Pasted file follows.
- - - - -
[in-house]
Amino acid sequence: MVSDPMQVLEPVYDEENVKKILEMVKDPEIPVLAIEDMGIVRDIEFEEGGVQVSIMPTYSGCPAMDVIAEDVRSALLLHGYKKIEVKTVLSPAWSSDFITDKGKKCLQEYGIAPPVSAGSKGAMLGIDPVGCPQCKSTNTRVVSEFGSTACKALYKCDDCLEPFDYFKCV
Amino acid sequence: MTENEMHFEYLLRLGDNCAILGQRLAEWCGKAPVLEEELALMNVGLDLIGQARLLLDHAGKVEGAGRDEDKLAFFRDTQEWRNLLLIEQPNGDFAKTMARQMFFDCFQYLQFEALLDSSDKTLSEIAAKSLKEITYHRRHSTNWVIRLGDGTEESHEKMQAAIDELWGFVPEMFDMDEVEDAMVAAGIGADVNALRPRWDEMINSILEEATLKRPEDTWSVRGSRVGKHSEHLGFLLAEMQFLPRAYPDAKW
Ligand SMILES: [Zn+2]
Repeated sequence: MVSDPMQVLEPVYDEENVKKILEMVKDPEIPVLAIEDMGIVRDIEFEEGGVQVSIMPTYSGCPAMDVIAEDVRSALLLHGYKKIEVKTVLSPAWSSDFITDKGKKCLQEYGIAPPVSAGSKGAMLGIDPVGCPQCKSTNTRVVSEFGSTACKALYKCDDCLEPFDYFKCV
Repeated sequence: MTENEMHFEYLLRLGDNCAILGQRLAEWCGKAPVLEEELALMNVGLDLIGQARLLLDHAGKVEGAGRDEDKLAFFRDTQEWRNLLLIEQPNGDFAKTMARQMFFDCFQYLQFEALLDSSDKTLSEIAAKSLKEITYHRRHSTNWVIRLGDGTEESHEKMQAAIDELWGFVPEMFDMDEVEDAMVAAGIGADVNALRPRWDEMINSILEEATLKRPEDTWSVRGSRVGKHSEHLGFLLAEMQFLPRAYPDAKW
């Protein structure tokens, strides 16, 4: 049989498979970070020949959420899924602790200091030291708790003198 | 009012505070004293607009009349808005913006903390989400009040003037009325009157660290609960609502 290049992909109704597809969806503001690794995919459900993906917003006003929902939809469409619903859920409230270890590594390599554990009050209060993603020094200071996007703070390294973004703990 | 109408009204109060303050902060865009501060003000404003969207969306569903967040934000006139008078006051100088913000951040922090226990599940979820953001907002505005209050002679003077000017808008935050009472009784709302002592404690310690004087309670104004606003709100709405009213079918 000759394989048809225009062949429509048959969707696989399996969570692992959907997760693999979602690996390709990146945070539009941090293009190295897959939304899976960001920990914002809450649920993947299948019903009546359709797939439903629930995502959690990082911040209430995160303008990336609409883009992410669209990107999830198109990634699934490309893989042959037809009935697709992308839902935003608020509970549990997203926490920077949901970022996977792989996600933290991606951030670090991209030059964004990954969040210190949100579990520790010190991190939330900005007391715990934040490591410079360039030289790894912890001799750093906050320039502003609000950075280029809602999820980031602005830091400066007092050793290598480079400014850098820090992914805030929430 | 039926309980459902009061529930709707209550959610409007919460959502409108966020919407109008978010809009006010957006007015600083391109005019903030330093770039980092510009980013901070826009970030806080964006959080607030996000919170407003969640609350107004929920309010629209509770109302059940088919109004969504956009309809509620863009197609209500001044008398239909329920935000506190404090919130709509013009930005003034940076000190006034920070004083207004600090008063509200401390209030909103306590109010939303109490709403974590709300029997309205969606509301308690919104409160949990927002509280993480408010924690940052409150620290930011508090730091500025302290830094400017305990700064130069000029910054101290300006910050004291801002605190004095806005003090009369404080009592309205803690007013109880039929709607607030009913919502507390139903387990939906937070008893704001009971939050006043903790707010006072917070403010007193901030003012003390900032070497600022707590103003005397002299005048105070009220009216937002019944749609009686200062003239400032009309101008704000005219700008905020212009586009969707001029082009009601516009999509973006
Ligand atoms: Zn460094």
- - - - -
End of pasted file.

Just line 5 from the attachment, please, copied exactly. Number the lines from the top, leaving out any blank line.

Repeated sequence: MVSDPMQVLEPVYDEENVKKILEMVKDPEIPVLAIEDMGIVRDIEFEEGGVQVSIMPTYSGCPAMDVIAEDVRSALLLHGYKKIEVKTVLSPAWSSDFITDKGKKCLQEYGIAPPVSAGSKGAMLGIDPVGCPQCKSTNTRVVSEFGSTACKALYKCDDCLEPFDYFKCV